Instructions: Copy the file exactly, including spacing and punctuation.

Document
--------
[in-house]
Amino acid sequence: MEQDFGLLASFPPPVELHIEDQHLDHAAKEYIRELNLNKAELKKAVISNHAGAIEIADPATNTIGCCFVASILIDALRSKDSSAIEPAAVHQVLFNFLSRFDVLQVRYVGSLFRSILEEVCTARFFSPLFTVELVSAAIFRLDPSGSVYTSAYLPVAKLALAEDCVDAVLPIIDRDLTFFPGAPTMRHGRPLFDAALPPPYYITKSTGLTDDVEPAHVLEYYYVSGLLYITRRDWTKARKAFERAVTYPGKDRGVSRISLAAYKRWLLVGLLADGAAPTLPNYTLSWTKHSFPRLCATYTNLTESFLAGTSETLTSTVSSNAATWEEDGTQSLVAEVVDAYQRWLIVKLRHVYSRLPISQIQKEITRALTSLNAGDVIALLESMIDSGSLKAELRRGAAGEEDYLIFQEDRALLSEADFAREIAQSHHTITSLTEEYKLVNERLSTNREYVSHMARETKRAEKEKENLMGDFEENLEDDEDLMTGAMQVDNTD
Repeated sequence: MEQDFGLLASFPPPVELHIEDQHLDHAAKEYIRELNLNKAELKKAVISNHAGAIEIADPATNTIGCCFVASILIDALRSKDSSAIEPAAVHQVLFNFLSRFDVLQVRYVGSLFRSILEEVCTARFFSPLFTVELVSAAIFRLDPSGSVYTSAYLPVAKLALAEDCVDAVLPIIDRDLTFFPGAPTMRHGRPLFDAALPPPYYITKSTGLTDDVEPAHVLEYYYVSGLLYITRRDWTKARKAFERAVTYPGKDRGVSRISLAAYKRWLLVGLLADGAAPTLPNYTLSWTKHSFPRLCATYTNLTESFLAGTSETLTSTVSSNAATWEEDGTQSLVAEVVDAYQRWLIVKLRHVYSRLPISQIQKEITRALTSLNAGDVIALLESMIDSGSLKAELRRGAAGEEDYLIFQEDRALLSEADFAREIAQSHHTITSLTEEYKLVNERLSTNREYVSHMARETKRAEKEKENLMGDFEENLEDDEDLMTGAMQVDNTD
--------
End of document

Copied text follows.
[in-house]
Amino acid sequence: MEQDFGLLASFPPPVELHIEDQHLDHAAKEYIRELNLNKAELKKAVISNHAGAIEIADPATNTIGCCFVASILIDALRSKDSSAIEPAAVHQVLFNFLSRFDVLQVRYVGSLFRSILEEVCTARFFSPLFTVELVSAAIFRLDPSGSVYTSAYLPVAKLALAEDCVDAVLPIIDRDLTFFPGAPTMRHGRPLFDAALPPPYYITKSTGLTDDVEPAHVLEYYYVSGLLYITRRDWTKARKAFERAVTYPGKDRGVSRISLAAYKRWLLVGLLADGAAPTLPNYTLSWTKHSFPRLCATYTNLTESFLAGTSETLTSTVSSNAATWEEDGTQSLVAEVVDAYQRWLIVKLRHVYSRLPISQIQKEITRALTSLNAGDVIALLESMIDSGSLKAELRRGAAGEEDYLIFQEDRALLSEADFAREIAQSHHTITSLTEEYKLVNERLSTNREYVSHMARETKRAEKEKENLMGDFEENLEDDEDLMTGAMQVDNTD
Repeated sequence: MEQDFGLLASFPPPVELHIEDQHLDHAAKEYIRELNLNKAELKKAVISNHAGAIEIADPATNTIGCCFVASILIDALRSKDSSAIEPAAVHQVLFNFLSRFDVLQVRYVGSLFRSILEEVCTARFFSPLFTVELVSAAIFRLDPSGSVYTSAYLPVAKLALAEDCVDAVLPIIDRDLTFFPGAPTMRHGRPLFDAALPPPYYITKSTGLTDDVEPAHVLEYYYVSGLLYITRRDWTKARKAFERAVTYPGKDRGVSRISLAAYKRWLLVGLLADGAAPTLPNYTLSWTKHSFPRLCATYTNLTESFLAGTSETLTSTVSSNAATWEEDGTQSLVAEVVDAYQRWLIVKLRHVYSRLPISQIQKEITRALTSLNAGDVIALLESMIDSGSLKAELRRGAAGEEDYLIFQEDRALLSEADFAREIAQSHHTITSLTEEYKLVNERLSTNREYVSHMARETKRAEKEKENLMGDFEENLEDDEDLMTGAMQVDNTD